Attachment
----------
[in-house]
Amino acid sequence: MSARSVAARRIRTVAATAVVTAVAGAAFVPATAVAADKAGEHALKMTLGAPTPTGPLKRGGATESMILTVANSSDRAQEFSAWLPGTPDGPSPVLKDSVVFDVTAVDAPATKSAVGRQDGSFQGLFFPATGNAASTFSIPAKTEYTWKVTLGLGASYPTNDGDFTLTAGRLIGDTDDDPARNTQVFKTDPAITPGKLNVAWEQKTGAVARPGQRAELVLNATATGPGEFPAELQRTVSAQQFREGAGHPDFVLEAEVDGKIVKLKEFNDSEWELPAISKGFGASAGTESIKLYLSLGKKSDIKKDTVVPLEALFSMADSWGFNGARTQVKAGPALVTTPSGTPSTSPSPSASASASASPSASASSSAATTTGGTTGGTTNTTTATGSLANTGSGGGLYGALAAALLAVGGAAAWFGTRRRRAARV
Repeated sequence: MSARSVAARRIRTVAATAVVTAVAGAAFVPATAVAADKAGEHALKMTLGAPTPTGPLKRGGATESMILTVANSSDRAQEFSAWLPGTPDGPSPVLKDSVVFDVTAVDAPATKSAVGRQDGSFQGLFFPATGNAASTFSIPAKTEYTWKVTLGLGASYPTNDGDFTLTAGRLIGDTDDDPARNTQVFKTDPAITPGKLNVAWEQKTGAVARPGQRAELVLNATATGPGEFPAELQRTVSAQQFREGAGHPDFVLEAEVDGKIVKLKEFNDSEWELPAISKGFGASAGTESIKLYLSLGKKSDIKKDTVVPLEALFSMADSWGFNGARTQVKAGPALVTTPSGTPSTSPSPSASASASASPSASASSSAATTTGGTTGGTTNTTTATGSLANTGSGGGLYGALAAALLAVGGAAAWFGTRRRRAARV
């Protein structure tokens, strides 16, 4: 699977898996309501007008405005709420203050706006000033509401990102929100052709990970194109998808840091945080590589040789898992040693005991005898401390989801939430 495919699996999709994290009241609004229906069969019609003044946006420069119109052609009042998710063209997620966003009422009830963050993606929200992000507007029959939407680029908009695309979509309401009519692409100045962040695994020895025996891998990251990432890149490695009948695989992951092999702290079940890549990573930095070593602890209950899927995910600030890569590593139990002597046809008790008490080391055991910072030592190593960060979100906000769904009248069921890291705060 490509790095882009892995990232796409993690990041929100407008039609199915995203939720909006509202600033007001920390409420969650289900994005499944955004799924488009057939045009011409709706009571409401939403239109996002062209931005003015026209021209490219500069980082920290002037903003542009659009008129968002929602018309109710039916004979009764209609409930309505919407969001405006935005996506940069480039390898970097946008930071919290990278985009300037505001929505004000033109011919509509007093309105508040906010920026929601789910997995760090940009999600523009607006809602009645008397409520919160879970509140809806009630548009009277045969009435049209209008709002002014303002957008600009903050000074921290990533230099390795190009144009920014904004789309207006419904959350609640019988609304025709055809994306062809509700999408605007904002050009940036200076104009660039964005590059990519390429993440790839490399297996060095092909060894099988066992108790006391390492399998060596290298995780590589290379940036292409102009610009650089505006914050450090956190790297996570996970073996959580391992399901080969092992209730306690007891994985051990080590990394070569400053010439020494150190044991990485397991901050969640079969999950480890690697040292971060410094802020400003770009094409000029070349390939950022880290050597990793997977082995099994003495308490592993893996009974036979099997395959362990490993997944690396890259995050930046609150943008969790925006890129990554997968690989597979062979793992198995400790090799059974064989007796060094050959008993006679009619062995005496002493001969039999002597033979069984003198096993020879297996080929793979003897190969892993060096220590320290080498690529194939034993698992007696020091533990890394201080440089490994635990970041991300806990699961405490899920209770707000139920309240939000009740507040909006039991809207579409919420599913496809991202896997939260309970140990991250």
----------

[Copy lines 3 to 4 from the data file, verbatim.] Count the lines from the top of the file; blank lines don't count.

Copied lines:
Repeated sequence: MSARSVAARRIRTVAATAVVTAVAGAAFVPATAVAADKAGEHALKMTLGAPTPTGPLKRGGATESMILTVANSSDRAQEFSAWLPGTPDGPSPVLKDSVVFDVTAVDAPATKSAVGRQDGSFQGLFFPATGNAASTFSIPAKTEYTWKVTLGLGASYPTNDGDFTLTAGRLIGDTDDDPARNTQVFKTDPAITPGKLNVAWEQKTGAVARPGQRAELVLNATATGPGEFPAELQRTVSAQQFREGAGHPDFVLEAEVDGKIVKLKEFNDSEWELPAISKGFGASAGTESIKLYLSLGKKSDIKKDTVVPLEALFSMADSWGFNGARTQVKAGPALVTTPSGTPSTSPSPSASASASASPSASASSSAATTTGGTTGGTTNTTTATGSLANTGSGGGLYGALAAALLAVGGAAAWFGTRRRRAARV
């Protein structure tokens, strides 16, 4: 699977898996309501007008405005709420203050706006000033509401990102929100052709990970194109998808840091945080590589040789898992040693005991005898401390989801939430 495919699996999709994290009241609004229906069969019609003044946006420069119109052609009042998710063209997620966003009422009830963050993606929200992000507007029959939407680029908009695309979509309401009519692409100045962040695994020895025996891998990251990432890149490695009948695989992951092999702290079940890549990573930095070593602890209950899927995910600030890569590593139990002597046809008790008490080391055991910072030592190593960060979100906000769904009248069921890291705060 490509790095882009892995990232796409993690990041929100407008039609199915995203939720909006509202600033007001920390409420969650289900994005499944955004799924488009057939045009011409709706009571409401939403239109996002062209931005003015026209021209490219500069980082920290002037903003542009659009008129968002929602018309109710039916004979009764209609409930309505919407969001405006935005996506940069480039390898970097946008930071919290990278985009300037505001929505004000033109011919509509007093309105508040906010920026929601789910997995760090940009999600523009607006809602009645008397409520919160879970509140809806009630548009009277045969009435049209209008709002002014303002957008600009903050000074921290990533230099390795190009144009920014904004789309207006419904959350609640019988609304025709055809994306062809509700999408605007904002050009940036200076104009660039964005590059990519390429993440790839490399297996060095092909060894099988066992108790006391390492399998060596290298995780590589290379940036292409102009610009650089505006914050450090956190790297996570996970073996959580391992399901080969092992209730306690007891994985051990080590990394070569400053010439020494150190044991990485397991901050969640079969999950480890690697040292971060410094802020400003770009094409000029070349390939950022880290050597990793997977082995099994003495308490592993893996009974036979099997395959362990490993997944690396890259995050930046609150943008969790925006890129990554997968690989597979062979793992198995400790090799059974064989007796060094050959008993006679009619062995005496002493001969039999002597033979069984003198096993020879297996080929793979003897190969892993060096220590320290080498690529194939034993698992007696020091533990890394201080440089490994635990970041991300806990699961405490899920209770707000139920309240939000009740507040909006039991809207579409919420599913496809991202896997939260309970140990991250």